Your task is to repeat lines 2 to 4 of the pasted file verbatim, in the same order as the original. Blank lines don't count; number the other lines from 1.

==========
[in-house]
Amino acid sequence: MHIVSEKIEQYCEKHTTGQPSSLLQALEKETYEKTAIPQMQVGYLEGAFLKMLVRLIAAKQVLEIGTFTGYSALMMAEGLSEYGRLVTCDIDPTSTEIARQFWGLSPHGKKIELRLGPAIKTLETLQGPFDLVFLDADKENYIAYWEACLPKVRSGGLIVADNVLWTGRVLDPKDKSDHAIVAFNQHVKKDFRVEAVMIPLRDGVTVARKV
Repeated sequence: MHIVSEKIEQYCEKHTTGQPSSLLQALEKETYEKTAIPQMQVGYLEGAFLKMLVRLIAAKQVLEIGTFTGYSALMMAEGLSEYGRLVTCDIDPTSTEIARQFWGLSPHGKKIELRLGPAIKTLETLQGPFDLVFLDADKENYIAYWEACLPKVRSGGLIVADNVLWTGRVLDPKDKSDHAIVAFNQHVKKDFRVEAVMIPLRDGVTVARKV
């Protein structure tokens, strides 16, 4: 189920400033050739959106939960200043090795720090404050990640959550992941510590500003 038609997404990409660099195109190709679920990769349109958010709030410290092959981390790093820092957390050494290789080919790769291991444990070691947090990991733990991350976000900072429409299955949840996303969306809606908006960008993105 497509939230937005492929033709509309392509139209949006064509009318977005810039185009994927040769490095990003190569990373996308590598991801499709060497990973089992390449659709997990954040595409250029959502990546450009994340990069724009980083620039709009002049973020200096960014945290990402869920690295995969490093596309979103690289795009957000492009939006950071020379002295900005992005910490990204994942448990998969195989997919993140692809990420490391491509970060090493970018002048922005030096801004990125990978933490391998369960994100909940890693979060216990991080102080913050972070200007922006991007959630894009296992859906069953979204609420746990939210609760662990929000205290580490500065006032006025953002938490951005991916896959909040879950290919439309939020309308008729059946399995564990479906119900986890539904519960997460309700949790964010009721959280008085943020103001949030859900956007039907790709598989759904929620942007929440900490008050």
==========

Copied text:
Amino acid sequence: MHIVSEKIEQYCEKHTTGQPSSLLQALEKETYEKTAIPQMQVGYLEGAFLKMLVRLIAAKQVLEIGTFTGYSALMMAEGLSEYGRLVTCDIDPTSTEIARQFWGLSPHGKKIELRLGPAIKTLETLQGPFDLVFLDADKENYIAYWEACLPKVRSGGLIVADNVLWTGRVLDPKDKSDHAIVAFNQHVKKDFRVEAVMIPLRDGVTVARKV
Repeated sequence: MHIVSEKIEQYCEKHTTGQPSSLLQALEKETYEKTAIPQMQVGYLEGAFLKMLVRLIAAKQVLEIGTFTGYSALMMAEGLSEYGRLVTCDIDPTSTEIARQFWGLSPHGKKIELRLGPAIKTLETLQGPFDLVFLDADKENYIAYWEACLPKVRSGGLIVADNVLWTGRVLDPKDKSDHAIVAFNQHVKKDFRVEAVMIPLRDGVTVARKV
């Protein structure tokens, strides 16, 4: 189920400033050739959106939960200043090795720090404050990640959550992941510590500003 038609997404990409660099195109190709679920990769349109958010709030410290092959981390790093820092957390050494290789080919790769291991444990070691947090990991733990991350976000900072429409299955949840996303969306809606908006960008993105 497509939230937005492929033709509309392509139209949006064509009318977005810039185009994927040769490095990003190569990373996308590598991801499709060497990973089992390449659709997990954040595409250029959502990546450009994340990069724009980083620039709009002049973020200096960014945290990402869920690295995969490093596309979103690289795009957000492009939006950071020379002295900005992005910490990204994942448990998969195989997919993140692809990420490391491509970060090493970018002048922005030096801004990125990978933490391998369960994100909940890693979060216990991080102080913050972070200007922006991007959630894009296992859906069953979204609420746990939210609760662990929000205290580490500065006032006025953002938490951005991916896959909040879950290919439309939020309308008729059946399995564990479906119900986890539904519960997460309700949790964010009721959280008085943020103001949030859900956007039907790709598989759904929620942007929440900490008050």